Mandukya Upanishad, verse 3


जागरितस्थानो बहिष्प्रज्ञः सप्ताङ्ग एकोनविंशतिमुखः स्थूलभुग्वैश्वानरः प्रथमः पादः ॥ ३ ॥

Jāgaritasthāno bahiṣprajñaḥ saptāṅga ekonaviṃśatimukhaḥ sthūlabhugvaiśvānaraḥ prathamaḥ pādaḥ || 3 ||

3. The first quarter (Pāda) is Vaiśvānara whose sphere (of activity) is the waking state, who is conscious of external objects, who has seven limbs and nineteen mouths and whose experience consists of gross (material) objects.

सर्वभूतस्थमात्मानं सर्वभूतानि चात्मनि ।
संपश्यन्नात्मयाजी वै स्वाराज्यमधिगच्छति ॥

sarvabhūtasthamātmānaṃ sarvabhūtāni cātmani |
saṃpaśyannātmayājī vai svārājyamadhigacchati ||

Shankara Bhashya (commentary)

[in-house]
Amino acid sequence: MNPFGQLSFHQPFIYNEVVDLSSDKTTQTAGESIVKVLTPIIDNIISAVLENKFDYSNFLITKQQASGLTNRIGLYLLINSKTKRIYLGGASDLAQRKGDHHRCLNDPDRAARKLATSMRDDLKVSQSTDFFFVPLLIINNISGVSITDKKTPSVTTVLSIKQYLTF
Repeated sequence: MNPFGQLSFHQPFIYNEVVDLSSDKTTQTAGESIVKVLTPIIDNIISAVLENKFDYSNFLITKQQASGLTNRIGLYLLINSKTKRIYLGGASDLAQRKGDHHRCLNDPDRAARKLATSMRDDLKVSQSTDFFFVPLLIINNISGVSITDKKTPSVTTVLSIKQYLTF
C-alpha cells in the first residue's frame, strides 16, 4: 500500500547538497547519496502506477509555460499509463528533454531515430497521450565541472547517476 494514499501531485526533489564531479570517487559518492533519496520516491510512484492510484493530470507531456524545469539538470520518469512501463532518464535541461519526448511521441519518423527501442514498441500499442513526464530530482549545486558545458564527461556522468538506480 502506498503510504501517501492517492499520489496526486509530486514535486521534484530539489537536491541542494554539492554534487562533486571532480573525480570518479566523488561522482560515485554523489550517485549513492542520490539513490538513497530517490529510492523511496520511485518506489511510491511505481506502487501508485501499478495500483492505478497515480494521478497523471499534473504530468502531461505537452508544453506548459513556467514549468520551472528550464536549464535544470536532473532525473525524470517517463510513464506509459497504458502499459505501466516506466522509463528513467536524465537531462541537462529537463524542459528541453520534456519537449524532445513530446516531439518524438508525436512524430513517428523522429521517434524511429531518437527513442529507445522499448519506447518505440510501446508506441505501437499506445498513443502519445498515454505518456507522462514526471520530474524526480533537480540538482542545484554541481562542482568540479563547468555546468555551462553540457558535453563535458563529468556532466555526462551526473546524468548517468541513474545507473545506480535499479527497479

Jāgaritasthāna, i.e., his sphere3 (of activity) is the waking state. Bahiṣprajña, i.e., who4 is aware of objects other than himself. The meaning is that consciousness appears, as it were, related to outward objects on account of Avidyā. Similarly Saptāṅga, i.e., he has seven5 limbs. The Śruti says, “Of that Vaiśvānara Self, the effulgent6 region is his head, the sun his eye, the air his vital breath, the ether (Ākāśa) the (middle part of his) body, the water7 his kidney and the earth his feet.” The Āhavanīya fire (one of the three fires of the Agnihotra sacrifice) has been described as his mouth in order to complete the imagery of the Agnihotra sacrifice. He is called Saptāṅga because these are the seven limbs of his body. Similarly he has nineteen mouths. These are the five8 organs of perception (Buddhindriyas); the five9 organs of action (Karmendriyas); the five10 aspects of vital breath (Prāṇa, etc.); the mind (Manas); the intellect (Buddhi); egoity (Ahaṃkāra); mind-stuff (Chitta). These are, as it were, the mouths, i.e., the instruments by means of which he (Vaiśvānara) experiences (objects). He, the Vaiśvānara, thus constituted, experiences through the instruments enumerated above, gross objects, such as sound, etc. He is called Vaiśvānara because he leads all creatures of the universe in diverse ways (to11 the enjoyment of various objects); or because he comprises all beings. Following the grammatical rules regarding the compound which gives the latter meaning, the word that is formed is Viśvānara, which is the same as Vaiśvānara. He is the first quarter because he is non-different from the totality of gross bodies (known as Virāt). He is called first12 (quarter) because the subsequent quarters are realized through him (Vaiśvānara). (Objection)—while the subject-matter under discussion treats of the innermost Self (Pratyak Ātmā) as having four quarters—in the text, “This Ātman is Brahman”—how is it that (the external universe consisting of) the effulgent regions, etc., have been described as its limbs such as head, etc.? (Reply)—This, however, is no13 mistake; because the object is to describe the entire phenomena, including those of gods (Adhidaiva) as having four quarters from14 the standpoint of this Ātman known as the Virāt (i.e., the totality of the gross universe). And in15 this way alone is non-duality established by the removal of (the illusion of) the entire16 phenomena. Further, the one Ātman is realized as existing in all beings and all17 beings are seen as existing in Ātman. And, thus alone, the meaning of such Śruti passages as “Who sees all beings in the Self, etc.” can be said to be established. Otherwise,18 the subjective world will, verily, be, as in the case of such philosophers as the Sāmkhyas,19 limited by its (one’s) own body. And if that be the case, no room would be left for the Advaita which is the special feature of the Śruti. For, in the case of duality, there would be no difference between the Advaita and the Sāmkhya and other systems. The establishment of the identity of all with Ātman is sought by all the Upaniṣads. It is, therefore, quite reasonable to speak of the effulgent regions, etc., as seven limbs in connection with the subjective (individual self, Adhyātma) associated with the gross body, because of its identity with the Adhidaiva (comprising the super-physical regions) universe from the standpoint of the Virāt (the totality of the gross physical universe). This is further known from such characteristic indication (of the Śrutí), as “Thy20 head shall fall”, etc. The identity (of Adhyātma and Adhidaiva) from the standpoint of the Virāt indicates similar identity21 of the selves known as the Hiraṇyagarbha and the Taijasa 22 as well as of the Unmanifested23 (Īśvara) and the Prājña. It is also stated in the Madhu Brāhmaṇa, “This bright immortal person in this earth and that bright immortal person in the body (both are Madhu).” It is an established fact that the Self in deep sleep (Prājña) is identical with the Unmanifested (Īśvara) because24 of the absence of any distinction between them. Such being the case, it is clearly established that non-duality is realized by the disappearance (of the illusion) of all duality.